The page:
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Story Notes:

With apologies to any readers from Guernsey - this isn't intended to trivialise the occupation! It seemed a more likely scenario that the school didn't get out of Guernsey in time than that it was based in Nouvion and the Austria years didn't happen.

Author's Chapter Notes:

How it all began...


late June 1940, Chalet School in Guernsey………


‘I told you we should have started evacuating sooner,’ Madge said to Jem as the bus containing all the Juniors left for the harbour.  ‘We’ll be lucky if we get the rest of the girls and ourselves off Guernsey before the Germans arrive.’

‘My dear girl,’ said Jem, who was invariably patronising when he was in the wrong.  ‘No-one imagined that the Germans would look twice at the Channel Islands.  It’s only because they’re British Crown dependencies and so near France that he would think of occupying them.  I still think it’s all scaremongering.  There’s no chance of the Germans coming here.’

‘Most of the local children have been evacuated,’  Joey pointed out.  ‘The only ones still here are those whose parents didn’t want to part with them.’

‘It’s nearly the end of term,’ Jem said. ‘As you women are fussing so, we’ll make arrangements to get the Middles and the Seniors out of here in the next couple of days.  The Government is laying on plenty of ships.’

They turned and walked back into the school, heading to the staff room for coffee and cakes.  Madge was just about to ring for one of the servants when a young woman, little more than a girl, appeared through the low window which had been standing open.  Madge, Joey and Jem gaped in astonishment.

‘Good afternoon, old chaps,’ said the girl who was clearly from the French Resistance.  Despite the warmth of the afternoon, she was dressed in a raincoat and beret and wore white ankle socks and flat shoes.

‘We all speak French fluently,’ Jem told her.  ‘Why are you here?  Shouldn’t you be resisting the Nazis in France?’

‘Leesten vairy cairfully, I shall say zees only wance,’ said the girl. ‘I am Michelle of the Rey-zees-tance.’

‘We can tell where you’re from,’ Jem said. ‘You don’t need to talk to us like English people who can’t speak French.  I’ve told you, we’re all fluent.  What are you doing here?  There’s nothing to resist.  The Germans aren’t occupying Guernsey.’

‘They are on their way,’ Michelle told him.  ‘I have been sent here to prepare to resist.  My family was from Guernsey and I speak the local patois.  I also have some associates with me and they are settling into the village.’

‘My dear girl….’ Jem started but was cut off.

‘I am Michelle of the French Resistance.  You cannot talk to me like you speak to your womenfolk.  If you do, I will shoot you with my gun.’  She produced a gun from her raincoat pocket and pointed it at Jem.

‘That’s going a bit far,’ Joey burst out. ‘I know he could patronise for Britain but there’s no need to shoot him.’

‘There is no time for small talk,’ Michelle said, moving the gun to point at Joey.  ‘I am in charge here and your safety depends on me.  You will not get off the island now so we have to make plans.’

Madge paled.  ‘Can we really not get off the island?  If we go now….’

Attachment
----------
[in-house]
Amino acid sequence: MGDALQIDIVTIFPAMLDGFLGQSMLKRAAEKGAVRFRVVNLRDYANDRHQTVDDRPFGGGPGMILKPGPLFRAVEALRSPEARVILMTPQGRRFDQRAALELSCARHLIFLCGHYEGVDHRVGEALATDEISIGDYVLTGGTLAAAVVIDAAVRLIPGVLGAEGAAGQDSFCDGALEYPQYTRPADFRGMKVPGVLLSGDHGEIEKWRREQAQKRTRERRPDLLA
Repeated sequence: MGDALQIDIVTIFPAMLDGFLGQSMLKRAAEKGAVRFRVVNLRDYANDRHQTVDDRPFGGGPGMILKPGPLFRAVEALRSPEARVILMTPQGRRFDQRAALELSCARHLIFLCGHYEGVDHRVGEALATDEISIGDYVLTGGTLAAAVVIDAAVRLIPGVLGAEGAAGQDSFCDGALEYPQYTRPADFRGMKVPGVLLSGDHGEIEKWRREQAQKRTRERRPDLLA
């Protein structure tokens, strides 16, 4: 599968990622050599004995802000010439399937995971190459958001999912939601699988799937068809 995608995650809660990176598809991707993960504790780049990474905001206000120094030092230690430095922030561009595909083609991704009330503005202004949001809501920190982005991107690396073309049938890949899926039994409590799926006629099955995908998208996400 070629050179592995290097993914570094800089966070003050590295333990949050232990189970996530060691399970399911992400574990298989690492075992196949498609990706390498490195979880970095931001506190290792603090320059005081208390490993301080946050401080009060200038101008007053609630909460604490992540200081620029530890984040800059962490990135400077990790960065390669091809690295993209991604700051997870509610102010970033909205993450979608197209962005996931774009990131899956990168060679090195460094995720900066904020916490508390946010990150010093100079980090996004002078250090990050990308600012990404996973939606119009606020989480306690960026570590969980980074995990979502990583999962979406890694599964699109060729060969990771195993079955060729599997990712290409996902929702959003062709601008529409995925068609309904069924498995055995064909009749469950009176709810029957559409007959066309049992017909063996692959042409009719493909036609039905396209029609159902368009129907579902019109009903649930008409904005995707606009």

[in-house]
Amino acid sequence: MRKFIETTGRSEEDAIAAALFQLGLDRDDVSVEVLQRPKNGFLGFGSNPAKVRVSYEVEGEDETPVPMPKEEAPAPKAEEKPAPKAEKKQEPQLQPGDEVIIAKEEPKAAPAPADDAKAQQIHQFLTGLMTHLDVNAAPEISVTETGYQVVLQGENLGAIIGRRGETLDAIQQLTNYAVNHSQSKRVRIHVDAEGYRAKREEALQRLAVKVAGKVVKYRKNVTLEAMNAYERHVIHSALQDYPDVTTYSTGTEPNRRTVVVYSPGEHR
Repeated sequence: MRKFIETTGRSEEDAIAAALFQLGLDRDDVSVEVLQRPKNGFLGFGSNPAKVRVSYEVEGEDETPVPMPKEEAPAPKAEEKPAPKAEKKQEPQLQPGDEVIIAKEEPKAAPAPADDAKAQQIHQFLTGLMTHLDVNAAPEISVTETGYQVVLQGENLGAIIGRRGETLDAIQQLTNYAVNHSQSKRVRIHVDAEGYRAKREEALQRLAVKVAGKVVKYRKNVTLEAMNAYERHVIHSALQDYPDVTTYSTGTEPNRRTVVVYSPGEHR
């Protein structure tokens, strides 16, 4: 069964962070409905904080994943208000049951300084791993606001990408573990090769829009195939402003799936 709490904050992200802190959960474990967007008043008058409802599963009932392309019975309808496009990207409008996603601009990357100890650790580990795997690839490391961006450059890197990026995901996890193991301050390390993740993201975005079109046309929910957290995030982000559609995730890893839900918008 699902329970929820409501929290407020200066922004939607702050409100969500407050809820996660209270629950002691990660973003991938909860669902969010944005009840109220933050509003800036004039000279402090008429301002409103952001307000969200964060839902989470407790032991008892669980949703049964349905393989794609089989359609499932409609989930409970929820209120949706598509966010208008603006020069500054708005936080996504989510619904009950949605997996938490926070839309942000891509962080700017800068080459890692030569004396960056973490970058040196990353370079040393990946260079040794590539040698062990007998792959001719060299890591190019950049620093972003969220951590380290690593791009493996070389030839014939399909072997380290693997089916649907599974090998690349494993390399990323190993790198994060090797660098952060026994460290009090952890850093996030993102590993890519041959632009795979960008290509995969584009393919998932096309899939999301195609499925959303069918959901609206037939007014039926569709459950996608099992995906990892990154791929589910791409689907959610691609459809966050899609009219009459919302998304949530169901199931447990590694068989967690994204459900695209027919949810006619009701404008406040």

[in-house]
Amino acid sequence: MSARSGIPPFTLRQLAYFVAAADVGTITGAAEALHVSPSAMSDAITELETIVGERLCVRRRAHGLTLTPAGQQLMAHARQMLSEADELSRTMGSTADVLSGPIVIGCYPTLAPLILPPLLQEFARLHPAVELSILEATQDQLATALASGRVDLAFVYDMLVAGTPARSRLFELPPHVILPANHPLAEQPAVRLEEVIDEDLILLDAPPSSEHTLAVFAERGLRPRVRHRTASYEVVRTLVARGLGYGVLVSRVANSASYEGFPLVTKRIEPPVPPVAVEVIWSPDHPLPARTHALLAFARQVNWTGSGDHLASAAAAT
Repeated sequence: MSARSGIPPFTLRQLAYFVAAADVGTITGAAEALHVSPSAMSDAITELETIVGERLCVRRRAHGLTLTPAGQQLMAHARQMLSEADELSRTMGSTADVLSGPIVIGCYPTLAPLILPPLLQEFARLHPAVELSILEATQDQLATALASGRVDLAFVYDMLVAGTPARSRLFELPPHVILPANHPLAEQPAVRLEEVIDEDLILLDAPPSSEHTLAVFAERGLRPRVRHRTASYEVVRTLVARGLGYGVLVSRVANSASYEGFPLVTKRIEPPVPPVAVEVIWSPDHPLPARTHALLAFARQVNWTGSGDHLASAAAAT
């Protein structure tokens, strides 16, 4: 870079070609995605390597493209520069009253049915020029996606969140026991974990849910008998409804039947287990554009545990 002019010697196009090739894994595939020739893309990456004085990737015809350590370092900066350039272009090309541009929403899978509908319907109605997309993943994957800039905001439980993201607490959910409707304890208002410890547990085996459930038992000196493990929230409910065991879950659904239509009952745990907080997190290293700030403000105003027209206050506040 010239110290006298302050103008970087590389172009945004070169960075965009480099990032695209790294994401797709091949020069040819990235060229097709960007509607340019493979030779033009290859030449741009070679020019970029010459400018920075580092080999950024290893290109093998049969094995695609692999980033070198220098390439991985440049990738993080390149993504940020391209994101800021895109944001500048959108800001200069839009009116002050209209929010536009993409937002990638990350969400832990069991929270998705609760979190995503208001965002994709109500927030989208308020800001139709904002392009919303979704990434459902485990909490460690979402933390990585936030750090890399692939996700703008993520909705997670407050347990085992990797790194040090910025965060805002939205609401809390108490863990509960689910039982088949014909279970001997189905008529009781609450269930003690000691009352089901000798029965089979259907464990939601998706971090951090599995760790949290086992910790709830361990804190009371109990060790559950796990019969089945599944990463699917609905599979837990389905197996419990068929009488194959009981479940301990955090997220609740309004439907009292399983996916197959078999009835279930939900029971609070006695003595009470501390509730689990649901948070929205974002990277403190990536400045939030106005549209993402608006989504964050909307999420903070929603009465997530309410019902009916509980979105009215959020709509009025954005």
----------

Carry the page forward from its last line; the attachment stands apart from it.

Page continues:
‘Too late,’ Michelle told her.  ‘We will get the little children you have just sent off on to the ship but then no more.  And in any case I need your help.’

Joey was about to tell Michelle where she could stick her need for help when she remembered the gun.  ‘What do you want from us?’

‘Well first, I need you to hide two British airmen in your school.’

‘This is a girl’s school,’ Madge said, scandalised. ‘We can’t have young men here!’

‘This is wartime,’  said Michelle.  ‘You have to co-operate.  And the Germans must think this is a French school.  If they know you are British they will shoot you.’

‘They’ll certainly shoot us if they find us harbouring British airmen,’  Joey pointed out, Jem having been struck dumb at the sight of the gun.

Michelle shrugged in Gallic fashion.  ‘Take your choice.  If you don’t help, I will shoot you.’

‘What else do you want?’ Madge asked, resigned to being shot one way or another. ‘May as well be shot for a sheep as a lamb.’

‘You all speak German.  We need one of your girls to work in the new café to eavesdrop and tell us what the Germans are saying.’

‘It’s too dangerous for the young girls,’ Joey said.  ‘I’ll do it.’

‘You are not pretty enough,’ Michelle said contemptuously.  ‘You would not fit into Café René at all.’

Offended, Joey relapsed into silence.  With both of the others in the huff, Madge was left to sort everything out herself.

‘What do we do now, Michelle?’

‘Those of you who live in  big posh houses need to move into the school,’ Michelle said.  ‘There will be plenty of room with the younger children gone.  And gather all the children and the staff in the Hall.  They need instructions.’

‘Jem, go home and pack up our things,’ Madge instructed.

‘Me, pack?’

‘Jem, I know you’re far too important a doctor to ever do a hand’s turn in the house,’ Madge told him with feeling.  ‘But this is an emergency.  The servants will help you.  And don’t forget to bring them with you.  And don’t forget the children!’

‘Servants, children, clothes, food,’ Jem muttered as he went out.

‘God help us,’ Madge said, tucking her arm through Michelle’s and leading her towards the Hall.  ‘Where did you get that raincoat, it’s so stylish….’

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